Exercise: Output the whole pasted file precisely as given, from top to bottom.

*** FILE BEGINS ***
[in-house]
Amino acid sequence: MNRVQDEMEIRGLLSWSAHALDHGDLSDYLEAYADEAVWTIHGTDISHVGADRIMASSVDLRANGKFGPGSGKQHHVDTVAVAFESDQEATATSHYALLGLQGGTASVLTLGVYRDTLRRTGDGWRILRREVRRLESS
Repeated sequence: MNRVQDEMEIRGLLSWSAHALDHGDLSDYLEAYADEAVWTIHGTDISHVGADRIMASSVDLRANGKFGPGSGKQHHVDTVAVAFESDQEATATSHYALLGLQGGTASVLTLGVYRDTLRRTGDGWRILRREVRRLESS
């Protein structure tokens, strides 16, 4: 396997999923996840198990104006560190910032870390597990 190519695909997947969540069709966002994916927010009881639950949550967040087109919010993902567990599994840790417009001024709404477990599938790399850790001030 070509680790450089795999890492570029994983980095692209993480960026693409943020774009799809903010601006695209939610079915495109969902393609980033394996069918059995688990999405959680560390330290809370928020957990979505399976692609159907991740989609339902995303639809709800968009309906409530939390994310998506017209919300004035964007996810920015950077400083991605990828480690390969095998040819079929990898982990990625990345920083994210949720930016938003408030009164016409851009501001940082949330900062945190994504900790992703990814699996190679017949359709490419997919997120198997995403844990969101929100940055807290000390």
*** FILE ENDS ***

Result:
[in-house]
Amino acid sequence: MNRVQDEMEIRGLLSWSAHALDHGDLSDYLEAYADEAVWTIHGTDISHVGADRIMASSVDLRANGKFGPGSGKQHHVDTVAVAFESDQEATATSHYALLGLQGGTASVLTLGVYRDTLRRTGDGWRILRREVRRLESS
Repeated sequence: MNRVQDEMEIRGLLSWSAHALDHGDLSDYLEAYADEAVWTIHGTDISHVGADRIMASSVDLRANGKFGPGSGKQHHVDTVAVAFESDQEATATSHYALLGLQGGTASVLTLGVYRDTLRRTGDGWRILRREVRRLESS
């Protein structure tokens, strides 16, 4: 396997999923996840198990104006560190910032870390597990 190519695909997947969540069709966002994916927010009881639950949550967040087109919010993902567990599994840790417009001024709404477990599938790399850790001030 070509680790450089795999890492570029994983980095692209993480960026693409943020774009799809903010601006695209939610079915495109969902393609980033394996069918059995688990999405959680560390330290809370928020957990979505399976692609159907991740989609339902995303639809709800968009309906409530939390994310998506017209919300004035964007996810920015950077400083991605990828480690390969095998040819079929990898982990990625990345920083994210949720930016938003408030009164016409851009501001940082949330900062945190994504900790992703990814699996190679017949359709490419997919997120198997995403844990969101929100940055807290000390």